Maurício Gomes
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@Amir



Let's hope that SEGA will not screw-up with Sonic 4...

They indeed have LOTS of unused IPs, specially the old arcade ones, using Bayonetta engine on a new Altered Beast anyone?

A new single-player Phantasy Star for PS3 on par of FF? (well, that one is hard... but if well done, it would kick-ass...)

Comix Zone remake? (or just, a "enhanced port" ... because that game is awesome the way that it is...)



@Michael



I like Virtua Fighter series... (it is the only fighting game that I like, actually...)

Mark Harris
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+1 for a new Altered Beast and Phantasy Star. I had some great times with both back in the day.



On topic, best of luck to all those who lost their jobs.

Mark DeLoura
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This is a sad end for what was once a really technically excellent studio. Best of luck to all those who rode it out to the finish!

Rodney Brett
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I liked Beast Rider with the exception of the "parry" system. It was an example of how one bad design decision killed the flow of that game. I don't know what was wrong with just a simple "block" button. Kind of reminds me of when Factor 5 went with SixAxis for Lair.



I agree with Mark, technically, they were a really awesome studio. The fact that they could even build that whole game completely from scratch is a testament in itself.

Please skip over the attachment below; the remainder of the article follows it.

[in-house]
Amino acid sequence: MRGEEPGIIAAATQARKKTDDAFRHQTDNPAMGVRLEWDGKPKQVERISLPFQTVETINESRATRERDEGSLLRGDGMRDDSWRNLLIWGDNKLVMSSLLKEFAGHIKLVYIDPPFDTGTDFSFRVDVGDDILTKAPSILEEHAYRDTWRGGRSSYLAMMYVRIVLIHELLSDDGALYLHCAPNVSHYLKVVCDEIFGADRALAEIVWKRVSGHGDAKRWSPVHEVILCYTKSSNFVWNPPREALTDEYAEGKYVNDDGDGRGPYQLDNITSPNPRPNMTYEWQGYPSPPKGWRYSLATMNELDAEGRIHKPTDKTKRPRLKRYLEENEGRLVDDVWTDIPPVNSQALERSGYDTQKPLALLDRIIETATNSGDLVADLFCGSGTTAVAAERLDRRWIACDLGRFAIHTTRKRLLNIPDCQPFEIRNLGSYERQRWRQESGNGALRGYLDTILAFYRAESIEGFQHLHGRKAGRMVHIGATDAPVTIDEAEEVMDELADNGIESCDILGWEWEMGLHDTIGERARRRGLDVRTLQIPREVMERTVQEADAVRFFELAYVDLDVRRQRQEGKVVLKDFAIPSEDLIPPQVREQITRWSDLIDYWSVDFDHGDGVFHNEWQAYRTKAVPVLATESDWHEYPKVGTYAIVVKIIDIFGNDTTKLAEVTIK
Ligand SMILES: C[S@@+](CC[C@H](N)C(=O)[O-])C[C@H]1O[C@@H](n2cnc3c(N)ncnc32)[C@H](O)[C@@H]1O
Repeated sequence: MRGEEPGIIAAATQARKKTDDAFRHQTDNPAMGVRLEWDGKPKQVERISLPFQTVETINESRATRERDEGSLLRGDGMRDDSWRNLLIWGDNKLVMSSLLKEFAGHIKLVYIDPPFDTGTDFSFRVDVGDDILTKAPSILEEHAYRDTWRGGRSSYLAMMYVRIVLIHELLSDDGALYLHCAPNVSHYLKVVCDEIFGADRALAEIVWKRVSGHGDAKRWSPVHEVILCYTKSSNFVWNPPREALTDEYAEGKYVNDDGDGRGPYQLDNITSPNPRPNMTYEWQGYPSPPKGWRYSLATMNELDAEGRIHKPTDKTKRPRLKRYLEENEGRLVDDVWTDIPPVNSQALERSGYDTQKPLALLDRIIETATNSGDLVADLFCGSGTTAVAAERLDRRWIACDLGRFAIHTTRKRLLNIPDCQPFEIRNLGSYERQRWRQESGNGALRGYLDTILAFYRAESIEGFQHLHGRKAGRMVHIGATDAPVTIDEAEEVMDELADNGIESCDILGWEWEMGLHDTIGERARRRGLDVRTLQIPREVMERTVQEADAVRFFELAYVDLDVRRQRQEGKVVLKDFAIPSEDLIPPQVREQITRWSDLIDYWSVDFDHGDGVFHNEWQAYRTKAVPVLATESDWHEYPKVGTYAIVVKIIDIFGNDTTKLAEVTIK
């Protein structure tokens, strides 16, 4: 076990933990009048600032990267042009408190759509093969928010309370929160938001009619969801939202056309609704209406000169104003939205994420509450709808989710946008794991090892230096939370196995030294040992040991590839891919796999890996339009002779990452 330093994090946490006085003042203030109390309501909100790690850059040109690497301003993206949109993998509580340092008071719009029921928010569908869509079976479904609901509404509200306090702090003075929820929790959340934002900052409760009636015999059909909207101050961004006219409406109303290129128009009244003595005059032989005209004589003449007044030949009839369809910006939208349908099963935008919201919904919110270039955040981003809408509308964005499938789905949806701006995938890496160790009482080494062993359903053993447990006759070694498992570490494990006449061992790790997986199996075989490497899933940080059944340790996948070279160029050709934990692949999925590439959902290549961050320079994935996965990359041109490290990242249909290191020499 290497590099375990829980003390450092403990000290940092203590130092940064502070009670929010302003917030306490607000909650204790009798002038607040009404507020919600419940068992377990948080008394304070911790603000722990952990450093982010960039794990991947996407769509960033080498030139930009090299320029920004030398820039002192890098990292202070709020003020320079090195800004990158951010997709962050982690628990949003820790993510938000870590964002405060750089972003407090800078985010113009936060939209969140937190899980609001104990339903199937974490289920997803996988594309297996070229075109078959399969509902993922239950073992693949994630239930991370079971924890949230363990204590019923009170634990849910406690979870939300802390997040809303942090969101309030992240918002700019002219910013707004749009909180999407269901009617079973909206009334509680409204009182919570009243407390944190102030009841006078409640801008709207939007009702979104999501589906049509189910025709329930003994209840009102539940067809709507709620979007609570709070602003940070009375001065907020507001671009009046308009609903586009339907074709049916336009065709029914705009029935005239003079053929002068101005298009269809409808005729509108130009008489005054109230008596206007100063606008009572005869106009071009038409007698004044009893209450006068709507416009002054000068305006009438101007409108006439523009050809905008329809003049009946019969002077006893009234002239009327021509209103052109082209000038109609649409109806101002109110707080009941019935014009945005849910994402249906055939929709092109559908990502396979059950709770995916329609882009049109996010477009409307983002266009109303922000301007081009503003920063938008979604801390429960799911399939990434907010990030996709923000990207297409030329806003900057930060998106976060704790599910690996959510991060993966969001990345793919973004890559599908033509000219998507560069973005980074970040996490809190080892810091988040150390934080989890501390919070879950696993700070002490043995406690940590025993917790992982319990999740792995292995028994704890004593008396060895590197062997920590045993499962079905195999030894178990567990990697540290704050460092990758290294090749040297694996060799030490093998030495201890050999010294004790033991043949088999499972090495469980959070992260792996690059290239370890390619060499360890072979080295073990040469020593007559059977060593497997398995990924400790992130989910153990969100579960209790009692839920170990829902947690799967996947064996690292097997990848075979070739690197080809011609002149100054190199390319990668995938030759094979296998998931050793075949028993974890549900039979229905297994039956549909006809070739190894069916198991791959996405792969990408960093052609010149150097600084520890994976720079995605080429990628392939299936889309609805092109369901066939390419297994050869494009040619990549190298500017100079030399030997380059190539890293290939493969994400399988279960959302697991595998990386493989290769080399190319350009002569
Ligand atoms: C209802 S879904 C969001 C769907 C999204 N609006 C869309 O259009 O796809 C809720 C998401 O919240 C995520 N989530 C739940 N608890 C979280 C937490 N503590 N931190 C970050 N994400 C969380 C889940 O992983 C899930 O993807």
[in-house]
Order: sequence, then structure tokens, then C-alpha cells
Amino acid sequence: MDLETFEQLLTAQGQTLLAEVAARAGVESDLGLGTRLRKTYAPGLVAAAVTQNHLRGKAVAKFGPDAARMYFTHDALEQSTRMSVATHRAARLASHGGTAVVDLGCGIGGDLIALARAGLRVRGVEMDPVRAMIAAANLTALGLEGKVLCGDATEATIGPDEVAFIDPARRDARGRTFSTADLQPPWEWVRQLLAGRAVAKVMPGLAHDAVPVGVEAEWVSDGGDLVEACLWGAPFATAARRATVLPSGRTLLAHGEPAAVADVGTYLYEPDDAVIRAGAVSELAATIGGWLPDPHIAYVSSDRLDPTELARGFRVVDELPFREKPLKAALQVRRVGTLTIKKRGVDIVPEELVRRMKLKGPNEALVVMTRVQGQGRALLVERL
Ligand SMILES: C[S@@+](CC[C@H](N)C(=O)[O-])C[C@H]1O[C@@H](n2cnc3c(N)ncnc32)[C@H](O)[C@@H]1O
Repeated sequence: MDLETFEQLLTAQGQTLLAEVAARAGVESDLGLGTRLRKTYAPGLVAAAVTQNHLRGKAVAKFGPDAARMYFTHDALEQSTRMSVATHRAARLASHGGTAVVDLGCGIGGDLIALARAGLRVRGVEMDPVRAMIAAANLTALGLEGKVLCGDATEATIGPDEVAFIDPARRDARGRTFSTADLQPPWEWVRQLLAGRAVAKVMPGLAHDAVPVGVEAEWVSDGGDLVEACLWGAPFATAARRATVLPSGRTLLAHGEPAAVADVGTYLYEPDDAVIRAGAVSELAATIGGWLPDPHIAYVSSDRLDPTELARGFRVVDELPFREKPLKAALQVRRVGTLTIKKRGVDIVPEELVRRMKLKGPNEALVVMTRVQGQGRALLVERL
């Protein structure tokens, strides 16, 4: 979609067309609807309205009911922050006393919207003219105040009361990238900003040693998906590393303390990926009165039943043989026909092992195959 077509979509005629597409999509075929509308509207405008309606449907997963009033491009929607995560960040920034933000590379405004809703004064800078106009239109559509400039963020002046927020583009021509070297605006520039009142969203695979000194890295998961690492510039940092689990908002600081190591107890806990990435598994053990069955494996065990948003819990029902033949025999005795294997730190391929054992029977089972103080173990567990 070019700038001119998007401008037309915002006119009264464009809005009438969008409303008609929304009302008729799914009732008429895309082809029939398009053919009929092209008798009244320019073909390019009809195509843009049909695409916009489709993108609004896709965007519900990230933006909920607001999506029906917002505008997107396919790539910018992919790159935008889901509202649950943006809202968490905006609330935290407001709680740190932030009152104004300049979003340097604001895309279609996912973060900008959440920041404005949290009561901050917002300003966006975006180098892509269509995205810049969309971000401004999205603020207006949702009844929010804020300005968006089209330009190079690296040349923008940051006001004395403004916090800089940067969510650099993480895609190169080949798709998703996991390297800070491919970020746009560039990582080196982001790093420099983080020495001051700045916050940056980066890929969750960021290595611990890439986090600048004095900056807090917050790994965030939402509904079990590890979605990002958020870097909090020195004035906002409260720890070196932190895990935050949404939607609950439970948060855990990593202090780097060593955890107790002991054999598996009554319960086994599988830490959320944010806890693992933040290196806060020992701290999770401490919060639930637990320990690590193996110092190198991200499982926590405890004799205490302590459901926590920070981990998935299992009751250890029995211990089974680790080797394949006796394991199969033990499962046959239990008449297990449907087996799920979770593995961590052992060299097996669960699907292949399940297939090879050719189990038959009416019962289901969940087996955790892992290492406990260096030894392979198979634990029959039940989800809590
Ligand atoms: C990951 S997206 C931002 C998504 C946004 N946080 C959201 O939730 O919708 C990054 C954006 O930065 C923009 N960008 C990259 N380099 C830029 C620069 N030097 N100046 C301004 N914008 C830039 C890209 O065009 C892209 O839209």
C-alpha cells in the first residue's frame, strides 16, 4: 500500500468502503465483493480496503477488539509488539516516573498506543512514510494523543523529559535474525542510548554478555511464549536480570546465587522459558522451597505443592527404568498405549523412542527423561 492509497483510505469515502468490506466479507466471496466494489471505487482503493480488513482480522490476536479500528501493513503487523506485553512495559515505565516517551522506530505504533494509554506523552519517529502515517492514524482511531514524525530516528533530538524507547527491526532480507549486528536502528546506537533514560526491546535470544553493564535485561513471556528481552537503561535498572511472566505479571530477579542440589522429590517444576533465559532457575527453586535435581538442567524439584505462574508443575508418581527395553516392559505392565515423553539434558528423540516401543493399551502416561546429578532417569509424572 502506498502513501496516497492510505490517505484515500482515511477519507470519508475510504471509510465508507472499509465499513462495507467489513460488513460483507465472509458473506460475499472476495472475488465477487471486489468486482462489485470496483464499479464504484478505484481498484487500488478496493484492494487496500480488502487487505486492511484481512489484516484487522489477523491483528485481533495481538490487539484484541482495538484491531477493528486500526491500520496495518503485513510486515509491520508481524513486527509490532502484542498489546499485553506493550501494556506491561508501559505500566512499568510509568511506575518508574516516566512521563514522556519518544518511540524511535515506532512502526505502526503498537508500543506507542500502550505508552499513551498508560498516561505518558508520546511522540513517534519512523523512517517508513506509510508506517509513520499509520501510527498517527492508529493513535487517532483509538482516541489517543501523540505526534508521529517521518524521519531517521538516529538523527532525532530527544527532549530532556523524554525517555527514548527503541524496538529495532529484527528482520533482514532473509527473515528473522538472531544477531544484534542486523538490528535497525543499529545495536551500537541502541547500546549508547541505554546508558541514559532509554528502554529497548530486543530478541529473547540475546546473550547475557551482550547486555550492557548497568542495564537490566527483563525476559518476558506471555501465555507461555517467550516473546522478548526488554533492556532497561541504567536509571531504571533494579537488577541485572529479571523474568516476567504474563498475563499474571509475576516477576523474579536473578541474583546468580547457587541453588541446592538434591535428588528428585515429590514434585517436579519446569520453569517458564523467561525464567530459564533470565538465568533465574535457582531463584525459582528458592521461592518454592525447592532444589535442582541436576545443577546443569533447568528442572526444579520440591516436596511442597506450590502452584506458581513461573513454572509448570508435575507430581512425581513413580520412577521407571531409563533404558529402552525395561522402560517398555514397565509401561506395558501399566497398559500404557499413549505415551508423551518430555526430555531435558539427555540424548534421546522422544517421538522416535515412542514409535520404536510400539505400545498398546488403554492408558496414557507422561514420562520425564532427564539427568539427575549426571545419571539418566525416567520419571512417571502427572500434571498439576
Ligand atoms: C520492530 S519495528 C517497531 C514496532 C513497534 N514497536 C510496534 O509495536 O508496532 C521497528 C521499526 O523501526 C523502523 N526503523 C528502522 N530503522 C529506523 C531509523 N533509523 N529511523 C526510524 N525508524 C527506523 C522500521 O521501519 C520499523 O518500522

Kevin Fishburne
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The problem with great intellectual property is that unless the original team develops the sequel with similar technology and similar mindset all you get is a modern remake of an old movie (read "fail"). The lead designer may strive to reproduce what made the original a success (in as much as he/she understands it) using the latest hardware platforms, tools, languages, libraries and examples set forth by other marketable successes in comparable genres, but in the end they're trying to reverse the equation.



Golden Axe may have started as the happy coincidence of a+b+c=badass, yet any modern studio under the knife would try to produce badass=a+b+c, praying it would generate the same kind of pleasure as the original. That's a seriously doomed-from-the-start philosophy that's difficult to avoid if all you know is, "I have some great IP, let's see what it can do these days."



I'm not surprised that Sega closed that studio, or any studio, as Sega's already in a bad position. There is a distinct lack of generally-unchecked creative drive across the board and Sega is cutting a perceived (and real in this case) financial loss. No great one in my opinion.